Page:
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Foreign Media on the Mosaic Discovery in the Amphipolis Tomb

The Foreign Media on the Mosaic Discovery in the Amphipolis TombInternational news agencies and the foreign press have reported extensively on the recent discovery of an elaborate mosaic inside the Kasta hill tomb. According to several archaeologists, the mosaic is further proof that the tomb belongs to a Macedonian royal.
BBC reports that the mosaic, three meters wide and 4.5 meters long, depicts a man wearing a laurel who rides a chariot. He’s guided by the god Hermes. The report also says that the Kasta hill tomb, the biggest such monument ever discovered in Greece, dates to the end of the 4th century BC. “Some observers say the tomb could belong to a member of Alexander’s immediate family – maybe his mother, Olympias, or his wife, Roxana – or another Macedonian noble. Others believe it could be a cenotaph, a monument built in honor of a person whose remains are elsewhere,” reads the report.
Discovery News has published an article entitled “Stunning Mosaic Floor Uncovered in Greece’s Mystery Tomb.”
“A big piece of a fascinating mosaic depicting a chariot in motion was discovered in the Amphipolis burial complex in northern Greece. Created with small white, black, blue, red, gray and yellow tesserae, the mosaic came to light when archaeologists led by Katerina Peristeri removed the earth from the second chamber behind the massive Caryatids,” the report says.
The Discovery report also features a comment by archaeologist Dorothy King, who writes: “The figure is clearly Hermes, and that is clear from his insignia which are standard iconography and seen in a number of Macedonian tombs.”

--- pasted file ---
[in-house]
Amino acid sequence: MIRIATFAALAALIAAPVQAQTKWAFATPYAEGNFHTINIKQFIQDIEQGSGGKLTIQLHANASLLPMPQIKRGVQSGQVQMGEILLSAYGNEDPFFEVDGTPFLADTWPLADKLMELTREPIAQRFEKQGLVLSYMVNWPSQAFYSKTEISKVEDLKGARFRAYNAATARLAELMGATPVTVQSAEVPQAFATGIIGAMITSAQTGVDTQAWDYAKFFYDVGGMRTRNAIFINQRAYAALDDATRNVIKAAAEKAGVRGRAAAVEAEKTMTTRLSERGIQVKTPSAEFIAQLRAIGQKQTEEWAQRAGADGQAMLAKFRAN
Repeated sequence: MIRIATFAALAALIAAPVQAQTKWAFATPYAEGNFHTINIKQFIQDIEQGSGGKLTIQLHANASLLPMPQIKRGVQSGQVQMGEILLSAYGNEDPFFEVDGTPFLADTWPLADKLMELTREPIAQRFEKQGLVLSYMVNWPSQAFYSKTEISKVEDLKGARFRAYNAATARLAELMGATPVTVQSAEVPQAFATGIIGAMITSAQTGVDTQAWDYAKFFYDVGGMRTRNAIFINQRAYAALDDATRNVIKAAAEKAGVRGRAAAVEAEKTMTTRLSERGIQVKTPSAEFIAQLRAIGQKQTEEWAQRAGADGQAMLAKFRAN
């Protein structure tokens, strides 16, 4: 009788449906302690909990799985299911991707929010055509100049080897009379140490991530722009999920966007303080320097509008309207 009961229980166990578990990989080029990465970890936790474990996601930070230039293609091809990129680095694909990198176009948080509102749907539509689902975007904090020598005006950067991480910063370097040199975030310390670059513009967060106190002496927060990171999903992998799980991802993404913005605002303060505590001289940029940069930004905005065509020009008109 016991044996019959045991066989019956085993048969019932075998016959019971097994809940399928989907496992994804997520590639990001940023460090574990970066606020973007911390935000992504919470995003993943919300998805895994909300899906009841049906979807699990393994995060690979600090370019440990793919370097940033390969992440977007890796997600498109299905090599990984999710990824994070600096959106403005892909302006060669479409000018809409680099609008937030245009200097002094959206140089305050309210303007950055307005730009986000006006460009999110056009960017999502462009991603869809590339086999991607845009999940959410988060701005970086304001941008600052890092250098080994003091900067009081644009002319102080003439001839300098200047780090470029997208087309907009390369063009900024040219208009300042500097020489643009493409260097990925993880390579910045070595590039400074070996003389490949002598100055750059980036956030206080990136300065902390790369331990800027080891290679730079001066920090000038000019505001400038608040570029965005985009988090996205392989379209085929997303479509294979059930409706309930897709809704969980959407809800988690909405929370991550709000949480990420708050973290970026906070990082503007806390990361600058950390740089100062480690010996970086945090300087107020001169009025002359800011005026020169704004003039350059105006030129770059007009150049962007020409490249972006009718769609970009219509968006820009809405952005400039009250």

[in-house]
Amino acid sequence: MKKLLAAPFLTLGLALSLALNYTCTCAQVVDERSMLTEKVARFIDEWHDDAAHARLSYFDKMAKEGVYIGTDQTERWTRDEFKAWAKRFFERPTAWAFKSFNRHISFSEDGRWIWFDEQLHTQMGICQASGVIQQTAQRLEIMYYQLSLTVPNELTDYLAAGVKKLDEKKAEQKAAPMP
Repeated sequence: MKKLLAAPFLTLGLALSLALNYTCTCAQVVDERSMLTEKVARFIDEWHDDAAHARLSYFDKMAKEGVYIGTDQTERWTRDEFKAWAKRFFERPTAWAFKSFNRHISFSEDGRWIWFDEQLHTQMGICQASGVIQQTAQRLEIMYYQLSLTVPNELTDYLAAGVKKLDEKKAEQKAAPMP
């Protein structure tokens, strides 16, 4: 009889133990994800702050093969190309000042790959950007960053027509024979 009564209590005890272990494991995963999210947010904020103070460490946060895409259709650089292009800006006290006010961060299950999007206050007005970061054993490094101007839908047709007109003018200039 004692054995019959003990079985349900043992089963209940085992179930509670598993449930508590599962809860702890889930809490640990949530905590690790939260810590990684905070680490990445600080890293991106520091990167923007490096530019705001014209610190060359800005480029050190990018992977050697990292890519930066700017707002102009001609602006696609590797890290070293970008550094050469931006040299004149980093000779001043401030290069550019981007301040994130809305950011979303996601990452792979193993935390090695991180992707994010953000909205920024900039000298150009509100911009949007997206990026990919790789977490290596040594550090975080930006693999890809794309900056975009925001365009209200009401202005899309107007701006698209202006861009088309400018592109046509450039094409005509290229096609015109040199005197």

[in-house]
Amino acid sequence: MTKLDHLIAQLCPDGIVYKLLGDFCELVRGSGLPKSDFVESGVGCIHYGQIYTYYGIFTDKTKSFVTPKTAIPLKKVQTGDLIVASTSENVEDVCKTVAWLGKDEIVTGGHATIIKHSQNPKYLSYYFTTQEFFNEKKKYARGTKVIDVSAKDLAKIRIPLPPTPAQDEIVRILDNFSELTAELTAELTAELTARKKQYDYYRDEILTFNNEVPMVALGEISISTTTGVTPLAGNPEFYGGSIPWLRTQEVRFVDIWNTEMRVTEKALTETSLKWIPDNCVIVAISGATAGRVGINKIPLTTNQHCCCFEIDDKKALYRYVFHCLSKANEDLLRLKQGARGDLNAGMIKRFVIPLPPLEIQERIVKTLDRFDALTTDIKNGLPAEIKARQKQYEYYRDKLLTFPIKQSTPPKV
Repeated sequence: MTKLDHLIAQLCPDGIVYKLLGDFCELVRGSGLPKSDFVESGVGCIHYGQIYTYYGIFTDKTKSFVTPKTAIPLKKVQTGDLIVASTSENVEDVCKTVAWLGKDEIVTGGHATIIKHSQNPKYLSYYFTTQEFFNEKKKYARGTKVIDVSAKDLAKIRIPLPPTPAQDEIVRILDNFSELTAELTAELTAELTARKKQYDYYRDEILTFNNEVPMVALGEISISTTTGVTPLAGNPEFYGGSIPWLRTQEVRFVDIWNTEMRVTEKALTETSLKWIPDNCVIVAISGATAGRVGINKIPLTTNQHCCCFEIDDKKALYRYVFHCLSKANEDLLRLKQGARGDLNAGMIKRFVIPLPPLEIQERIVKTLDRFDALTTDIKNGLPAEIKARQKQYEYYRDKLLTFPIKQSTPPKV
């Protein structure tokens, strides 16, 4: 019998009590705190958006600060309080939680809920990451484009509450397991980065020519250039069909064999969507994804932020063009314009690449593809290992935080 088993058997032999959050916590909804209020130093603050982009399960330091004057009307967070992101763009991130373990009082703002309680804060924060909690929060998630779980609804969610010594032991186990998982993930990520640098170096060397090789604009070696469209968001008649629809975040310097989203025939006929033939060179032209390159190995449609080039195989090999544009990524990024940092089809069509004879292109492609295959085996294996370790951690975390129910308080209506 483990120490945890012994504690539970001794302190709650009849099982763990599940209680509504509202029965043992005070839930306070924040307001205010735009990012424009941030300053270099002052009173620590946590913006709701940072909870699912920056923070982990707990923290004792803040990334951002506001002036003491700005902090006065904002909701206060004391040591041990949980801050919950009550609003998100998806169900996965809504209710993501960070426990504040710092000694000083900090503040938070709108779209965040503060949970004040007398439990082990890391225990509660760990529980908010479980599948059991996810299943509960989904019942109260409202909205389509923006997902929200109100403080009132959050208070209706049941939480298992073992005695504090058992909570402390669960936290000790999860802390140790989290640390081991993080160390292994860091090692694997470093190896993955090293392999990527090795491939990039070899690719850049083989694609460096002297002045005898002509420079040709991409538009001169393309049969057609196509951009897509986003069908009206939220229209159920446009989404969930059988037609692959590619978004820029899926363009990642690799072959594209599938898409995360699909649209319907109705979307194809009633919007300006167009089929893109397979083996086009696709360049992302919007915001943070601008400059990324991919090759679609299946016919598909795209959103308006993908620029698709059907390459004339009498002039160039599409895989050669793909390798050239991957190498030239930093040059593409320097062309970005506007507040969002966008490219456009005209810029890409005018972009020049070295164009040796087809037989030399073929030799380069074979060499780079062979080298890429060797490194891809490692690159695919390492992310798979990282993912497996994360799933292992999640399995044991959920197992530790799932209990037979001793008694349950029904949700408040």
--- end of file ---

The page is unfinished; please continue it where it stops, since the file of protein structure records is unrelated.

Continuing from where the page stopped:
King speculates further: “But who is the bearded man in the chariot being led by Hermes? The profile depiction to me suggests that it is Philip II,” she says. “The bearded man with a laurel wreath on his head is shown in profile, hiding the right side of his face. Philip lost his right eye, but also won a wreath at the Olympic games. This is probably Philip II and his horses, adding to the idea that this was a tomb or shrine glorifying Alexander. Philip II died so that Alexander might become Great.”
“Large mosaic in ancient tomb uncovered in Greece,” reads the title of the Associated Press report, also reproduced by networks and newspapers such as the Daily Mail, Fox News, the Miami Herald, the NZ Herald and ABC News. The report references a comment by the Greek Ministry of Culture: “… archaeologists have dated the mosaic to the last quarter of 4th century B.C. (325-300 B.C.), consistent with their belief the grave contains the remains of a contemporary of Alexander the Great… The grave may be that of a relative or general of Alexander’s, archaeologists have speculated.”
Concerning the mosaic, the AP report adds, “A circular part, near the center of the mosaic, is missing, but authorities say enough fragments have been found to reconstruct a large part.”
“Holy Hermes! Mosaic Revealed in Greece’s Amphipolis Tomb,” reads the witty title of the NBC News report.

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